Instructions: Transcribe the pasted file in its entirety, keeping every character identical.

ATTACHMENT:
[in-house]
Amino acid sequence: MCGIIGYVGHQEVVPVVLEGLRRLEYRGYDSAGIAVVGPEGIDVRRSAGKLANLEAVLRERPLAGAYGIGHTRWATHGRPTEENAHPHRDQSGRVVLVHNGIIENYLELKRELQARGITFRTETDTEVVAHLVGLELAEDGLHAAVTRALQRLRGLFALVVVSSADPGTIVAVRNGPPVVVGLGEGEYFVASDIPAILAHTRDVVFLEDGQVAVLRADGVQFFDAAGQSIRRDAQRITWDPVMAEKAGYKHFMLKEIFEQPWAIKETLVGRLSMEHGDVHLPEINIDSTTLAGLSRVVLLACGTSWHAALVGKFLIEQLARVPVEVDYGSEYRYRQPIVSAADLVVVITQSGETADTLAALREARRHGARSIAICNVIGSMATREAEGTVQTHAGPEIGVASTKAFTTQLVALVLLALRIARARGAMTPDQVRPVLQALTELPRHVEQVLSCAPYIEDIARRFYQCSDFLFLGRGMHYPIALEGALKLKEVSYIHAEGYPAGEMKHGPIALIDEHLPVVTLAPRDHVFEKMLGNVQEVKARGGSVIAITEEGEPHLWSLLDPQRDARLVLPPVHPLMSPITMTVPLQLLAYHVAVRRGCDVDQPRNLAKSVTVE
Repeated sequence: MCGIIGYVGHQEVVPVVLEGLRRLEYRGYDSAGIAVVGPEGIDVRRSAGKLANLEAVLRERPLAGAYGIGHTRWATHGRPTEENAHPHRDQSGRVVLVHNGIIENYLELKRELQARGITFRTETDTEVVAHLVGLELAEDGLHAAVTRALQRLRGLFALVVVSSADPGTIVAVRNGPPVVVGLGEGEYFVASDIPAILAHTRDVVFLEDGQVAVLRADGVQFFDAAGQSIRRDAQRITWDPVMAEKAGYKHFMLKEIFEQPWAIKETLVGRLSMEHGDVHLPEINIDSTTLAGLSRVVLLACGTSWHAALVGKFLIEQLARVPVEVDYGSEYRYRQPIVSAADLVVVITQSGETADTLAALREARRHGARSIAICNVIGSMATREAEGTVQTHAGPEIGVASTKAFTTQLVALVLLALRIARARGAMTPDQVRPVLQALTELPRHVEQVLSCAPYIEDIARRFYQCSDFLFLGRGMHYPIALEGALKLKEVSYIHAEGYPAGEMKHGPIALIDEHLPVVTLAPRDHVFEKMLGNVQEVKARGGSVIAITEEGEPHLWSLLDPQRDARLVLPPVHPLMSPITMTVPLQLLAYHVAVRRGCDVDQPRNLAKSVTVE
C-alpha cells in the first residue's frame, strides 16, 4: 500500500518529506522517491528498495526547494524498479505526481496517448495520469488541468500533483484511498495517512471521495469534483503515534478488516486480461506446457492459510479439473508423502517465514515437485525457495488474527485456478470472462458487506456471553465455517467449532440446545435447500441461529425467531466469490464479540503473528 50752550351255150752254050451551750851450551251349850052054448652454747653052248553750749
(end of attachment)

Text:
[in-house]
Amino acid sequence: MCGIIGYVGHQEVVPVVLEGLRRLEYRGYDSAGIAVVGPEGIDVRRSAGKLANLEAVLRERPLAGAYGIGHTRWATHGRPTEENAHPHRDQSGRVVLVHNGIIENYLELKRELQARGITFRTETDTEVVAHLVGLELAEDGLHAAVTRALQRLRGLFALVVVSSADPGTIVAVRNGPPVVVGLGEGEYFVASDIPAILAHTRDVVFLEDGQVAVLRADGVQFFDAAGQSIRRDAQRITWDPVMAEKAGYKHFMLKEIFEQPWAIKETLVGRLSMEHGDVHLPEINIDSTTLAGLSRVVLLACGTSWHAALVGKFLIEQLARVPVEVDYGSEYRYRQPIVSAADLVVVITQSGETADTLAALREARRHGARSIAICNVIGSMATREAEGTVQTHAGPEIGVASTKAFTTQLVALVLLALRIARARGAMTPDQVRPVLQALTELPRHVEQVLSCAPYIEDIARRFYQCSDFLFLGRGMHYPIALEGALKLKEVSYIHAEGYPAGEMKHGPIALIDEHLPVVTLAPRDHVFEKMLGNVQEVKARGGSVIAITEEGEPHLWSLLDPQRDARLVLPPVHPLMSPITMTVPLQLLAYHVAVRRGCDVDQPRNLAKSVTVE
Repeated sequence: MCGIIGYVGHQEVVPVVLEGLRRLEYRGYDSAGIAVVGPEGIDVRRSAGKLANLEAVLRERPLAGAYGIGHTRWATHGRPTEENAHPHRDQSGRVVLVHNGIIENYLELKRELQARGITFRTETDTEVVAHLVGLELAEDGLHAAVTRALQRLRGLFALVVVSSADPGTIVAVRNGPPVVVGLGEGEYFVASDIPAILAHTRDVVFLEDGQVAVLRADGVQFFDAAGQSIRRDAQRITWDPVMAEKAGYKHFMLKEIFEQPWAIKETLVGRLSMEHGDVHLPEINIDSTTLAGLSRVVLLACGTSWHAALVGKFLIEQLARVPVEVDYGSEYRYRQPIVSAADLVVVITQSGETADTLAALREARRHGARSIAICNVIGSMATREAEGTVQTHAGPEIGVASTKAFTTQLVALVLLALRIARARGAMTPDQVRPVLQALTELPRHVEQVLSCAPYIEDIARRFYQCSDFLFLGRGMHYPIALEGALKLKEVSYIHAEGYPAGEMKHGPIALIDEHLPVVTLAPRDHVFEKMLGNVQEVKARGGSVIAITEEGEPHLWSLLDPQRDARLVLPPVHPLMSPITMTVPLQLLAYHVAVRRGCDVDQPRNLAKSVTVE
C-alpha cells in the first residue's frame, strides 16, 4: 500500500518529506522517491528498495526547494524498479505526481496517448495520469488541468500533483484511498495517512471521495469534483503515534478488516486480461506446457492459510479439473508423502517465514515437485525457495488474527485456478470472462458487506456471553465455517467449532440446545435447500441461529425467531466469490464479540503473528 50752550351255150752254050451551750851450551251349850052054448652454747653052248553750749